Trap Free Montana

A nonprofit 501(c)(3) organization

Connect people's heart and mind through science, truths in trapping, & compassion for wildlife, biodiversity, coexistence, & responsible stewardship.

Trapped Non-target Montana Wildlife Reports

Non-Target Wildlife Captured in Wolf Traps Reported to FWP, 2012-2015

Graph of Non-Target Wildlife Captured in Wolf and non Wolf Traps Reported to FWP 2012-2015


Non-Target Wildlife Captured in Wolf Traps Reported to FWP, 2012-2015


Non-Target Wildlife Captured in Traps (non-Wolf Traps) Reported to FWP, 2012-15


Non-Target Wildlife Captured in Traps (non-Wolf Traps) Reported to FWP, 2012-2013


Non-Target Wildlife Captured in Traps (non-Wolf Traps) Reported to FWP, 2013-2014


Non-Target Wildlife Captured in Traps (non-Wolf Traps) Reported to FWP, 2014-2015

FINDINGS based on these reports received directly from Montana Fish Wildlife and Parks (FWP):
Non-targets in "non-wolf" trap sets: 63 non-targets reported in 15 months (10/26/13-1/24/15) 30% on private property Only 1 ILLEGAL trap set 71% DEAD

Non-targets included: A grizzly caught in a foothold for a coyote; 3 wolverines killed, including one in a foothold for pine marten and one in a conibear for bobcat; deer, wolverine, raptors, and mountain lion dead in snares; bobcats and fisher also killed in conibear traps for pine marten; otters killed in sets for beaver; lynx; multiple mountain lions dead in foothold traps for bobcat and a mountain lion killed in a conibear set for raccoon!

Non-targets in "wolf trap" sets: 21 non-targets. (12/19/12-1/21/2015) 1/3 on private property 1 illegal trap set

Non-targets included: A dead deer, a golden eagle, elk, a grizzly, lynx, and 16 mountain lions.

NON-TARGETS are not required to be reported in Montana unless they are determined injured, the exception is for lynx and ALL ANIMALS caught in sets for wolves, whether injured or not, are REQUIRED TO BE REPORTED.

Forensic evidence confirmed this was real and the remains of a mountain lion trapped found in the Bitterroots of Montana.
Forensic evidence confirmed mountain lion paw remains in a wolf trap set, MB 750 foothold, authentic. Montana April 2015

Severed off Mountain Lion paw found in trap set for wolves in Montana

Recent changes in the reporting of "non-targets" came about after our complaints to the department and Fish & Wildlife Commission that only trapped "injured" or dead non-target wildlife had to be reported, unless caught in wolf trap sets. Currently, the regulations restrict non-target reporting to- Capture of any animal that cannot be lawfully trapped, including domestic animals. That leaves a large gamut of animals that do not have to be reported trapped.

Per 2022 Montana Wolf & Furbearer Regulations:  Non-target Capture Requirement (CR) - The capture of any animal that cannot be lawfully trapped or snared, including domestic animals, must be reported to FWP within 24 hours. Any such animal that is uninjured must be released prior to the trapper leaving the trap site. If unable to safely release the animal, call FWP. Exception: Any such animal that is injured or dead must promptly (with little or no delay) be reported to FWP to determine disposition and/ or collection of the animal. Animals that may be lawfully trapped or snared are furbearers or wolves for which the season is open and an individual possession limit has not been reached, nongame wildlife and predators. A trapper may NOT trap any game animal, game bird or migratory bird.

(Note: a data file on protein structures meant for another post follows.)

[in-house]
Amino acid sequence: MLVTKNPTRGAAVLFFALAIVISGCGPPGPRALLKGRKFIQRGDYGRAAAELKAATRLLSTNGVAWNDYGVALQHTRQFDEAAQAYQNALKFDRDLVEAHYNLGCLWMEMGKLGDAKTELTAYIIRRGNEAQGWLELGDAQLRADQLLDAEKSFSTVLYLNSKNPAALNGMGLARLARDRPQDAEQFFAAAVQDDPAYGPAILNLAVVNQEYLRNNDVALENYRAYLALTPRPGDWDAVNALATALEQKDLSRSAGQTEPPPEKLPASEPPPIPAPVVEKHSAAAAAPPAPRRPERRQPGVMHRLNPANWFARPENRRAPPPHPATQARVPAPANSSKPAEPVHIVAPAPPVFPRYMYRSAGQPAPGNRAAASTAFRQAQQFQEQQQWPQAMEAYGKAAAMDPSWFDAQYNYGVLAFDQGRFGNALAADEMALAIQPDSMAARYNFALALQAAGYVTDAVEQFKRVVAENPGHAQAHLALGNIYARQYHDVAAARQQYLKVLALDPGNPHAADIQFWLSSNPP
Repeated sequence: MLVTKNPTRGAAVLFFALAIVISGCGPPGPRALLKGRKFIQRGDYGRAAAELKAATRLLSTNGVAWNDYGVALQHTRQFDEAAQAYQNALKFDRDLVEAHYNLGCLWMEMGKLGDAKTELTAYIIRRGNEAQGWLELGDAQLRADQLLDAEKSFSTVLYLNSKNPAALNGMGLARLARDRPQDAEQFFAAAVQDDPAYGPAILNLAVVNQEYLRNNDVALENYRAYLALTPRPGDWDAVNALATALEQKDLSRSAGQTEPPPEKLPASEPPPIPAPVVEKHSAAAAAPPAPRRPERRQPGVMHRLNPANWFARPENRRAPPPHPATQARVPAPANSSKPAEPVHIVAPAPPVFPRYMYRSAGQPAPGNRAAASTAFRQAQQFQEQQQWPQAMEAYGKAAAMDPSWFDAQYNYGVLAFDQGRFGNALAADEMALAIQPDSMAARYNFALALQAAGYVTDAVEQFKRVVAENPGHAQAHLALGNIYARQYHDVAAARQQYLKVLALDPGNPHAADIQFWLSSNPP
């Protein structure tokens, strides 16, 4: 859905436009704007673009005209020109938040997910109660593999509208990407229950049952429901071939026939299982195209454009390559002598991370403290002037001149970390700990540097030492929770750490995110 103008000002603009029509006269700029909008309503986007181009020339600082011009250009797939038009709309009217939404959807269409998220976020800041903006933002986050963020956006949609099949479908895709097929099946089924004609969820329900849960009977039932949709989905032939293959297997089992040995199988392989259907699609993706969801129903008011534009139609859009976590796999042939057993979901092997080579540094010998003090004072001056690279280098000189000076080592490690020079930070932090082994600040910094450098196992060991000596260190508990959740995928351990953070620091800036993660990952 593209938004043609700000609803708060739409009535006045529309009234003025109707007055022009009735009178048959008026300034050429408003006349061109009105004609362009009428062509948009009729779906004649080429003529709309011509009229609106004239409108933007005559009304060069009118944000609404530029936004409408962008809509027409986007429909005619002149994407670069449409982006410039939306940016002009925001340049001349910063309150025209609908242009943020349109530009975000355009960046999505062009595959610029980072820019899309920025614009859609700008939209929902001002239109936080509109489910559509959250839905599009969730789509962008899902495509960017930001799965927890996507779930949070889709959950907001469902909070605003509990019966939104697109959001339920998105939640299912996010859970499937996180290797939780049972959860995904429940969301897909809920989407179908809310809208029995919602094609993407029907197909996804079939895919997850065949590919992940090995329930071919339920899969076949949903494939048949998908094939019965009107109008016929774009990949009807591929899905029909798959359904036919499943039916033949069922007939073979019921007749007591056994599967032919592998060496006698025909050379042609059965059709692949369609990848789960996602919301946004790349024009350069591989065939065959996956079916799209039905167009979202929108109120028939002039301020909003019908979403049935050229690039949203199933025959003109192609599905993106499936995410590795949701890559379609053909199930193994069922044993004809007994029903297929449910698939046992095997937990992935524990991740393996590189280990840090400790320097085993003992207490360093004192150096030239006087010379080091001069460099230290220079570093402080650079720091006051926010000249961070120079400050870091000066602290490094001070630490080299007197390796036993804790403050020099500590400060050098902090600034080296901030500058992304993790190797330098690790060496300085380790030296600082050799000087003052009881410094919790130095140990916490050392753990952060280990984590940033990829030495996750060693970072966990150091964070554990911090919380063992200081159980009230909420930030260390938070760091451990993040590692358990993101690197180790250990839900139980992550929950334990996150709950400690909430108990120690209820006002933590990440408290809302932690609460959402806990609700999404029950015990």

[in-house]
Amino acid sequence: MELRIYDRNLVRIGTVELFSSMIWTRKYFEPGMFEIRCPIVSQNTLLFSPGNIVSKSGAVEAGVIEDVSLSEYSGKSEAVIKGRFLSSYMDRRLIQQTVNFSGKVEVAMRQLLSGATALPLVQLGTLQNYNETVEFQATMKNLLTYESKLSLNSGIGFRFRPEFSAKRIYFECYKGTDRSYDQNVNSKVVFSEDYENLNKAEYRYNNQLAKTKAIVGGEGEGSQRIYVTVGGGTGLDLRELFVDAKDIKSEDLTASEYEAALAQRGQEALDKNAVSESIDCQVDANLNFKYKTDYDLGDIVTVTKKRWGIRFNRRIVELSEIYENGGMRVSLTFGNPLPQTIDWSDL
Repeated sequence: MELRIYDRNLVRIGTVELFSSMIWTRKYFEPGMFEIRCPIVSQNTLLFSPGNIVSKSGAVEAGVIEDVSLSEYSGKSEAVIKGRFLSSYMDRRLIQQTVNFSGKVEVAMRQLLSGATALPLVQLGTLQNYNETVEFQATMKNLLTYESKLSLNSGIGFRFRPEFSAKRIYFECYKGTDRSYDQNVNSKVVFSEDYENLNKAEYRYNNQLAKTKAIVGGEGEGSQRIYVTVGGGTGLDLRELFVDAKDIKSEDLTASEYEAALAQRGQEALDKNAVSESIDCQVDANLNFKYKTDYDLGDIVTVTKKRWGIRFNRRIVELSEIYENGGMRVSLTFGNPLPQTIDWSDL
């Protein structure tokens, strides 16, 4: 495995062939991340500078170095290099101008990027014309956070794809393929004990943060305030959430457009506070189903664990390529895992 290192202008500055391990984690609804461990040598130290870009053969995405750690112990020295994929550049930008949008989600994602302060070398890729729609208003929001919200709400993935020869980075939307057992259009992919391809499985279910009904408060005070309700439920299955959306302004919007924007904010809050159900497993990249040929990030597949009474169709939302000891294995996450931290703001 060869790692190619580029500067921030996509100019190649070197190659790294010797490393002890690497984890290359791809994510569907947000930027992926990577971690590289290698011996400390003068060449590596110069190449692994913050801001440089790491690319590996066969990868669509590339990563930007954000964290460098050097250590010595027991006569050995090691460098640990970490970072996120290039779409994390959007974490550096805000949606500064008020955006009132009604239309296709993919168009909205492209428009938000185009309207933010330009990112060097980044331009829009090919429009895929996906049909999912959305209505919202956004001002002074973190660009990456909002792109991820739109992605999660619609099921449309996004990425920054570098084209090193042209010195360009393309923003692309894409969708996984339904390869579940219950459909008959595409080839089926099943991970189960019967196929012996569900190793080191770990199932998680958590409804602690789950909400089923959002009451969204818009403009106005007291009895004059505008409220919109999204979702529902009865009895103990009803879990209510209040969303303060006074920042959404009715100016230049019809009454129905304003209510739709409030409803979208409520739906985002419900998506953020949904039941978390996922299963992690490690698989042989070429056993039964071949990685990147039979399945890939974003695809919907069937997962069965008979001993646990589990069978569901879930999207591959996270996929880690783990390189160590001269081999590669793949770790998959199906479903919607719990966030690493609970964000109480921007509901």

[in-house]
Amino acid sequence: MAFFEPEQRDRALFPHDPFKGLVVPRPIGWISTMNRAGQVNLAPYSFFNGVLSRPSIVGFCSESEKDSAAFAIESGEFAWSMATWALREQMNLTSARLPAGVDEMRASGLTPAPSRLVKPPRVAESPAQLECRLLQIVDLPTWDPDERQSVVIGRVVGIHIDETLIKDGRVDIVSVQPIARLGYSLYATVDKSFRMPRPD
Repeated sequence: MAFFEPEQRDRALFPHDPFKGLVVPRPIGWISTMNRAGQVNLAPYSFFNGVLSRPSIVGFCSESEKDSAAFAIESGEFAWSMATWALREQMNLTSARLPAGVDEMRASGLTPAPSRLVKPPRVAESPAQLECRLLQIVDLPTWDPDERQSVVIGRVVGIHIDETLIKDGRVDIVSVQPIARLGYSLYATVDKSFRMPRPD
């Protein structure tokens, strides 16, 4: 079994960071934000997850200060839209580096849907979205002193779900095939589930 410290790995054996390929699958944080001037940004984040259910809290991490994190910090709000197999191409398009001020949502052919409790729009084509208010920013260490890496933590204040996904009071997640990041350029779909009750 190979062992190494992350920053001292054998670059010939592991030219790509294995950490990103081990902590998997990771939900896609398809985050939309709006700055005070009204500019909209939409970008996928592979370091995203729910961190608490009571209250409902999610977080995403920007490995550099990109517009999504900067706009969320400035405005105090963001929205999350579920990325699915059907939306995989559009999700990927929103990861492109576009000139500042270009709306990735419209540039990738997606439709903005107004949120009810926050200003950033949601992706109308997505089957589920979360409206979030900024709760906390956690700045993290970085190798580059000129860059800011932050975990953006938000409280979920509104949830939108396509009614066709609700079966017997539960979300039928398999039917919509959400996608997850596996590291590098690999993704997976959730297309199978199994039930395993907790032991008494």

Note in the reporting of the non-target's condition, the determination of injury generally falls upon the trapper once they return to check their trap. We have no required trap check time interval in Montana, other than wolves are permitted to suffer for up to 48 hours stuck in a trap and trap sets for bobcat require a 48 hour visiual check in designated lynx protection zones. Trapped animals suffer from dislocations, cuts, abrasions, loss of circulation, broken bones, mouth and teeth injuries, stress, starvation, dehydration, exposure to the elements, frostbite and predation. Experts tell us after 24 hours in a trap, injury is a given. This is why trapping methodology differs by those that seek to learn and help the animal vs trappers that seek their fur. A trapped animal alive, running off or flying away after release does not equate to uninjured. The future is bleak for those later released and their fate remains unknown.

To try to prevent raptors from getting trapped, Montana regulations require bait greater than 1lb in weight that is visible from above be set 30 feet from the trap. Clearly, this isn't working. Raptors, particularly eagles, are attracted to the bait as they scavenge and hop along on the ground.

How many trapped wildlife perish, never to be discovered, never reported? Meanwhile, wildlife rehabbers, veterinarians, FWP, you and we, pay for the fun and fur that less than 1% of Montanans seek out through trapping. However, animals, both the targeted and indiscriminate victims of trapping pay with their lives.

According to Montana FWP reports, predominantly from only 1/3 of licensed trappers voluntarily reporting, 61,680 were the average ANNUAL number of wildlife trapped and killed in Montana's recorded years, 2010-2013.  "Incidental" non-target trapping victims and the collateral damage to orphaned and unborn young are not factored into these figures. With the declining price, weakiening popularity of fur, and the public's growing disdain for trapping, reported trapping has been declining, too.

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Trap Free Montana

PO Box 335

Hamilton, Montana 59840

Phone: 406-218-1170

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